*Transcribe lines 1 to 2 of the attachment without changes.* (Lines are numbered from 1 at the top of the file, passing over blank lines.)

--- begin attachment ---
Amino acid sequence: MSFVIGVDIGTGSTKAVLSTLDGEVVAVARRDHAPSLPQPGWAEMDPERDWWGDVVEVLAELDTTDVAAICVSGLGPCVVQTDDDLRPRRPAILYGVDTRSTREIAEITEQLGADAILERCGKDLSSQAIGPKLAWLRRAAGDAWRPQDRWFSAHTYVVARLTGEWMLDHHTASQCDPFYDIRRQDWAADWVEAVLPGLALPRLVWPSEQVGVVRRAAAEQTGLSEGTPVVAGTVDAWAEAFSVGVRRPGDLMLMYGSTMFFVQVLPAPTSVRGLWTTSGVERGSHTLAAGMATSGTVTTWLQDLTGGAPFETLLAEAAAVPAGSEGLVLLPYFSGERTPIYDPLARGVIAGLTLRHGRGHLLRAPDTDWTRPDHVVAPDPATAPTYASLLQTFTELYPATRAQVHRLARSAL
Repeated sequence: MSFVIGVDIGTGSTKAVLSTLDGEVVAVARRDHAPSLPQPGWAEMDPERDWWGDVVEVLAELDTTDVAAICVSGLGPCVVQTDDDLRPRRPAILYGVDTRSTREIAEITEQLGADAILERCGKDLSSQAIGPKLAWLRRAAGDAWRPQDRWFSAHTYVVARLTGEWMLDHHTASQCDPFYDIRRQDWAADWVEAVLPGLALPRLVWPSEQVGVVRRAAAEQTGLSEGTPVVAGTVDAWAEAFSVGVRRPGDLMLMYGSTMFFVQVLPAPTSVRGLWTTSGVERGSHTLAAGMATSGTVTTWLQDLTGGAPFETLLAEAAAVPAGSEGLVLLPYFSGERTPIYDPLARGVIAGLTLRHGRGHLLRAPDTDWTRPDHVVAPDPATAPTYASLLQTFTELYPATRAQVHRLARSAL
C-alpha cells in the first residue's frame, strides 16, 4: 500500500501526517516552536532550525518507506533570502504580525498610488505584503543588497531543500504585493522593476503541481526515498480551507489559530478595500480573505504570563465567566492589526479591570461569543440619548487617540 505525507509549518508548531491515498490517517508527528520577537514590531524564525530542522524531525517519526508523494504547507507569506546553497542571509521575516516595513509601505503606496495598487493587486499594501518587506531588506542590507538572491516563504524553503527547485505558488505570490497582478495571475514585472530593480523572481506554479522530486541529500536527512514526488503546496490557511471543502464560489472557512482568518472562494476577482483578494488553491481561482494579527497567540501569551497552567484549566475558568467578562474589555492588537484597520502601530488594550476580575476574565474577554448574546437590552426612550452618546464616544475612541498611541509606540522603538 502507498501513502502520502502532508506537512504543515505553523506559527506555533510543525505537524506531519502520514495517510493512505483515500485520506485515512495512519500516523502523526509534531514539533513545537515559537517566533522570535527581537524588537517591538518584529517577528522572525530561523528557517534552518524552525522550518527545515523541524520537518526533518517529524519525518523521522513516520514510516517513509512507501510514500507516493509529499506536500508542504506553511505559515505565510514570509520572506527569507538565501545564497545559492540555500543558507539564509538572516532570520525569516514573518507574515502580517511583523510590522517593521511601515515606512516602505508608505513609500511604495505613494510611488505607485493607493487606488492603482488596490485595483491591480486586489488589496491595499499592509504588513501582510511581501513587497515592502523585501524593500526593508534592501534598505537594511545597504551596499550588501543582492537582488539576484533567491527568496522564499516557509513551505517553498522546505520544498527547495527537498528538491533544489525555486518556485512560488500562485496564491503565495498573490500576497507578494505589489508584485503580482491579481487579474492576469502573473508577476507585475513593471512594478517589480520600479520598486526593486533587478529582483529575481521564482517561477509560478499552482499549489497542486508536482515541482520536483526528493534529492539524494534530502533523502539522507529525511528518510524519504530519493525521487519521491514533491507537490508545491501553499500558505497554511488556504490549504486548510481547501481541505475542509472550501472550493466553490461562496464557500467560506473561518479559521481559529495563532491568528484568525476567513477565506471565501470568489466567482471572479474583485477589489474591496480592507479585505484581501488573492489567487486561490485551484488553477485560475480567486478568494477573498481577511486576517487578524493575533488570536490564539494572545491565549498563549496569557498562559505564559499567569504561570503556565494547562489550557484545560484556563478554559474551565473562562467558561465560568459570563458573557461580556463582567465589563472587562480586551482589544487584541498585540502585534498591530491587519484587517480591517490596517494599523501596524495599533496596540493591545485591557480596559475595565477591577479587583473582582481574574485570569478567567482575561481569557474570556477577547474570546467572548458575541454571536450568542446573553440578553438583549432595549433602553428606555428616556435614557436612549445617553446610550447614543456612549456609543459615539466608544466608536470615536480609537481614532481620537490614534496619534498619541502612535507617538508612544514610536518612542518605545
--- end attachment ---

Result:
Amino acid sequence: MSFVIGVDIGTGSTKAVLSTLDGEVVAVARRDHAPSLPQPGWAEMDPERDWWGDVVEVLAELDTTDVAAICVSGLGPCVVQTDDDLRPRRPAILYGVDTRSTREIAEITEQLGADAILERCGKDLSSQAIGPKLAWLRRAAGDAWRPQDRWFSAHTYVVARLTGEWMLDHHTASQCDPFYDIRRQDWAADWVEAVLPGLALPRLVWPSEQVGVVRRAAAEQTGLSEGTPVVAGTVDAWAEAFSVGVRRPGDLMLMYGSTMFFVQVLPAPTSVRGLWTTSGVERGSHTLAAGMATSGTVTTWLQDLTGGAPFETLLAEAAAVPAGSEGLVLLPYFSGERTPIYDPLARGVIAGLTLRHGRGHLLRAPDTDWTRPDHVVAPDPATAPTYASLLQTFTELYPATRAQVHRLARSAL
Repeated sequence: MSFVIGVDIGTGSTKAVLSTLDGEVVAVARRDHAPSLPQPGWAEMDPERDWWGDVVEVLAELDTTDVAAICVSGLGPCVVQTDDDLRPRRPAILYGVDTRSTREIAEITEQLGADAILERCGKDLSSQAIGPKLAWLRRAAGDAWRPQDRWFSAHTYVVARLTGEWMLDHHTASQCDPFYDIRRQDWAADWVEAVLPGLALPRLVWPSEQVGVVRRAAAEQTGLSEGTPVVAGTVDAWAEAFSVGVRRPGDLMLMYGSTMFFVQVLPAPTSVRGLWTTSGVERGSHTLAAGMATSGTVTTWLQDLTGGAPFETLLAEAAAVPAGSEGLVLLPYFSGERTPIYDPLARGVIAGLTLRHGRGHLLRAPDTDWTRPDHVVAPDPATAPTYASLLQTFTELYPATRAQVHRLARSAL